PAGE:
As the month and year of the diagnosis of hypertension by a health professional was provided by participants, we used an interval censoring model by calculating each participant’s person time (in months) from the date of the baseline questionnaire to the date of diagnosis of hypertension, date of death, or end of follow-up (2010 for NHS and HPFS, 2011 for NHS II), whichever came first.
We used a cumulative average of a participant’s intake to decrease within person variation. We grouped consumption of baked, boiled or mashed potatoes, French fries, and potato chips into four categories, from “≤1 serving/month” to “≥4 servings/week.” We also analyzed a variable that combined intake of baked, boiled, or mashed potatoes and French fries, which we grouped into five categories: “<1 serving/month,” “1-3 servings/month,” “1-3 servings/week,” “4-6 servings/week,” and “≥1 serving/day.”
We then used Cox proportional hazards regression to calculate the hazard ratios and 95% confidence intervals for incident hypertension, using “<1 serving/month” as the reference group for all analyses. We adjusted for the following potential confounders, updating them as time varying covariates by using information from successive questionnaires: age; body mass index; change in weight; race/ethnicity (white, African-American, Asian, Hispanic, other); family history of hypertension; smoking status (current/past); physical activity (METs/week); postmenopausal status; oral contraceptive use (in NHS II); use of non-narcotic analgesics (non-steroidal anti-inflammatory drugs, acetaminophen (paracetamol), and aspirin); total energy intake (kcal/day); and intakes of alcohol (g/day), total whole fruits and total vegetables, animal flesh, whole grains, and sugar sweetened and artificially sweetened drinks. We used fixed effects meta-analysis to pool adjusted multivariable hazard ratios for the three cohorts. We then calculated the attributable fraction of hypertension in NHS II (the cohort closest in age to participants in the WIC program) by using the following formula: AF%=(HR−1/HR)pd×100, where pd is the proportion of cases exposed the risk factor, which here represents potato consumption.19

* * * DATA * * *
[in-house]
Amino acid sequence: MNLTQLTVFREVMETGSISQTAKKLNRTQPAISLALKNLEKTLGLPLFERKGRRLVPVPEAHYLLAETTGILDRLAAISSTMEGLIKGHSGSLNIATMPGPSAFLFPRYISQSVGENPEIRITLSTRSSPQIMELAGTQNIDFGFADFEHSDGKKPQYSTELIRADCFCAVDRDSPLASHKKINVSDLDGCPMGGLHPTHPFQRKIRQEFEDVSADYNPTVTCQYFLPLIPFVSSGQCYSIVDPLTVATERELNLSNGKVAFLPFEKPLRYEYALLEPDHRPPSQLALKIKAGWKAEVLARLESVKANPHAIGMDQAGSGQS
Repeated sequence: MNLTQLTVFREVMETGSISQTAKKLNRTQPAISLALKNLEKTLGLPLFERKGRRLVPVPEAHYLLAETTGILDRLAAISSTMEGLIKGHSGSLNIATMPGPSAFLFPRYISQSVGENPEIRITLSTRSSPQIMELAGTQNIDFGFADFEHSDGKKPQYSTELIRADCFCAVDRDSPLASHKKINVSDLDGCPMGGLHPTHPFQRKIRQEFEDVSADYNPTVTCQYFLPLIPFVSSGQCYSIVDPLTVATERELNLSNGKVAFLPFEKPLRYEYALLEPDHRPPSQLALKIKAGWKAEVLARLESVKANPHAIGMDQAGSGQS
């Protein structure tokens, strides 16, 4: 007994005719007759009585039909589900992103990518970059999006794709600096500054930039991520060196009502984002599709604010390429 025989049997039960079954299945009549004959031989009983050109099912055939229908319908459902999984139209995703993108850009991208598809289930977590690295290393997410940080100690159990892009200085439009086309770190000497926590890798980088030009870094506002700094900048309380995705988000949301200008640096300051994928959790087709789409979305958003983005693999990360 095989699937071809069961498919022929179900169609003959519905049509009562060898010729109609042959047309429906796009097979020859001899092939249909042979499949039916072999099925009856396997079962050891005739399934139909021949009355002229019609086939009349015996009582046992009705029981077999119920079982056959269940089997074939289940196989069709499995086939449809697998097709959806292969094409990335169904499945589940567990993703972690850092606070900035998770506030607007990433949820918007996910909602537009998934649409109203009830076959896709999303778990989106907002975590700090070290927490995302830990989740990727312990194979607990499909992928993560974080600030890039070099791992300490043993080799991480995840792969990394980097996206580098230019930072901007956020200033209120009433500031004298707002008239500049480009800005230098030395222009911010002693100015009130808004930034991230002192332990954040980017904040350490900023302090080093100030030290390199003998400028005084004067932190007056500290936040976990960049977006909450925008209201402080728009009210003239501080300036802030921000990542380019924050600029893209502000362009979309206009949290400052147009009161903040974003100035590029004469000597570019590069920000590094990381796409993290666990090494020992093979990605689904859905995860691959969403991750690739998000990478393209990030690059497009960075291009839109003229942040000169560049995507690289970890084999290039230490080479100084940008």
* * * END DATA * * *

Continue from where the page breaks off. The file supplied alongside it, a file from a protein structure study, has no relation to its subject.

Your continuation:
We then used substitution analyses to determine whether replacing one serving a day of baked, boiled, or mashed potatoes with other starchy vegetables (peas, lima beans, corn, and sweet potatoes), non-starchy vegetables, or French fries, was associated with an increased or decreased risk of developing hypertension. In these analyses, the hazard ratio for starchy vegetables, non-starchy vegetables, or French fries represents the “effect” of replacing one serving a day of baked, boiled, or mashed potatoes with one of these foods.